4. Are tax-deferral annuities an option?
  5. Do municipal bonds make sense?
  6. Is there is benefit to accelerating charitable deductions?
  7. Can we get your income below the higher Medicare Part B premium threshold?
  8. Can we work to avoid the 3.8% surtax on net investment income?

I am clear that the content of this blog is very technical and complicated.

As always, we welcome a conversation with you and/or your tax advisor.

Barbara A. Culver
CFP®, ChFC®, CLU, AEP®
Resonate, Inc.
(513) 605-2500

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19Jun
Did You Know about This New Charitable Deduction?
Retirement

Pet therapy for children and the elderly is now considered a charitable purpose by the IRA’s standards.  An organization that has others take their therapy dogs on visits to hospitals and nursing homes at no cost to the patient or facility, now qualifies for tax exemption as a 501 (c)(3) charity.  These pet therapy sessions are intended to improve the well-being of patients, lessen distress and encourage socialization.  Donors can now deduct contributions made to the group.

(Source: The Kiplinger Tax Letter May 19, 2017)

In the same Kiplinger Tax Letter, Knight Kiplinger suggests that things are looking up for the housing market.  As home prices rise, underwater mortgages are falling steadily.  Currently 10% of homeowners owe more on their mortgages than their homes are worth, however this statistic is projected to be 8% by year-end and even fewer next year.  Having fewer folks upside-down on loans means more homes hitting the market.

And finally, Kiplinger warns us to expect more destructive cyberattacks to strike in the coming months.  Recent U.S. intelligence agencies data breaches have exposed hidden security flaws to criminals and other nations.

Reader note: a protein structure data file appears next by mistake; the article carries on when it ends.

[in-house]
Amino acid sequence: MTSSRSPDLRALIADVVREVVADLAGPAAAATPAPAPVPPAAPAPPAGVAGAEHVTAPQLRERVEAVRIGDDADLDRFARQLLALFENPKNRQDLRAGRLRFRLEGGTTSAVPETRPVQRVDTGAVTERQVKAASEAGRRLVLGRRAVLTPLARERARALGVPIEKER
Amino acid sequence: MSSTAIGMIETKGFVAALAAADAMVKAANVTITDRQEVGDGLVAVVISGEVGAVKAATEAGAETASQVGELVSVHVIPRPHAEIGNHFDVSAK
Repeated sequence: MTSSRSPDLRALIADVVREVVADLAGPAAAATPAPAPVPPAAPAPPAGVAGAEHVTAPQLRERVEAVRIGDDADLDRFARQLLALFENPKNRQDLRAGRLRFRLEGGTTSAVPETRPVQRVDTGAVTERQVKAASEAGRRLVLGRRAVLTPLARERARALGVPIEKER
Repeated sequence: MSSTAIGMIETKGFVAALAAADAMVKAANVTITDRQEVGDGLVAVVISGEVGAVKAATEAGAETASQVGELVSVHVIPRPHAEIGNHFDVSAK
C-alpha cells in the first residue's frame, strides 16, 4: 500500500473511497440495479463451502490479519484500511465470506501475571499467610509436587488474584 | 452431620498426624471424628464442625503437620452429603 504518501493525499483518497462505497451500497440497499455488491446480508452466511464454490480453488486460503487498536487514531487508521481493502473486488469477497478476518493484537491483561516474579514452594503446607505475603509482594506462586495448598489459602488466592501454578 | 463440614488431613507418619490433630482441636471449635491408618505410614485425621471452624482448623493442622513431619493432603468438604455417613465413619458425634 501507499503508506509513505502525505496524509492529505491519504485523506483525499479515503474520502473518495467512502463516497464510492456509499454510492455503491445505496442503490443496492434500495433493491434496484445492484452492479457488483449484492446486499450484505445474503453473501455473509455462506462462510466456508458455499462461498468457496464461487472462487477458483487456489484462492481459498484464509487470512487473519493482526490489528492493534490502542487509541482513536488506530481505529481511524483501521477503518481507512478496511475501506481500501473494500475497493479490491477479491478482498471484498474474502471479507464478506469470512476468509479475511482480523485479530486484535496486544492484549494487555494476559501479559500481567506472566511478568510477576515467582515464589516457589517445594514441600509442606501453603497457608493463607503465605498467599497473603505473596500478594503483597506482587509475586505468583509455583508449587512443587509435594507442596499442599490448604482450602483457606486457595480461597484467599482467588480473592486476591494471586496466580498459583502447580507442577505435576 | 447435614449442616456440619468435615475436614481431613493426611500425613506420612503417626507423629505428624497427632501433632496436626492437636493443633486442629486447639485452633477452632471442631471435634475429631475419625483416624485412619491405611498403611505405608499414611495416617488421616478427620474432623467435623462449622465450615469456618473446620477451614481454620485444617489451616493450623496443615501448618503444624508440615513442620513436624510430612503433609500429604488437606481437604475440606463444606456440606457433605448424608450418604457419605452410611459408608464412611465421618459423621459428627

Microsoft urges Uncle Sam to quickly reveal such security holes so they can be covered.

Although future attacks will be more difficult to stop as malware becomes more sophisticated, there are ways to help fend off hackers.

  • Spend money on anti-virus / anti-malware software and keep it up-to-date with virus definitions
  • Install software updates often and quickly to plug security holes – especially on your operating system such as Microsoft Windows.
  • Back up data regularly with an external remote local hard drive.  Keep it disconnected from your computer between back ups.  Also take advantage of web-based back up storage.
  • Don’t click on suspicious email hyperlinks or unknown attachments without proper vetting.

Your Resonate team continues to increase our security measures on a regular basis.  For example, our broker-dealer, Valmark Securities requires all Resonate employees to undergo ongoing cybersecurity training.  We also back up our files daily.

Of course, we still know that hackers continue to increase their sophistication as well.

As always, we would love to hear from you.

Barbara A. Culver
CFP®, ChFC®, CLU, AEP®
Resonate, Inc.
(513) 605-2500

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31May
Six of the Most Overlooked Tax Deductions
Taxes

  1. Student Loan Interest paid by mom and dad:  If parents pay back the child’s student loans, the IRS treats the transactions as if the money were given to the child, who then paid the debt.  So as long as the child is no longer claimed as a dependent, he or she can deduct up to $2500 of student loan interest paid by mom and dad each year.  And the student does not have to itemize to use this money saver.

(Please note that mom and dad cannot claim the interest deduction, even though they pay the bill, because they are not actually liable for the debt.)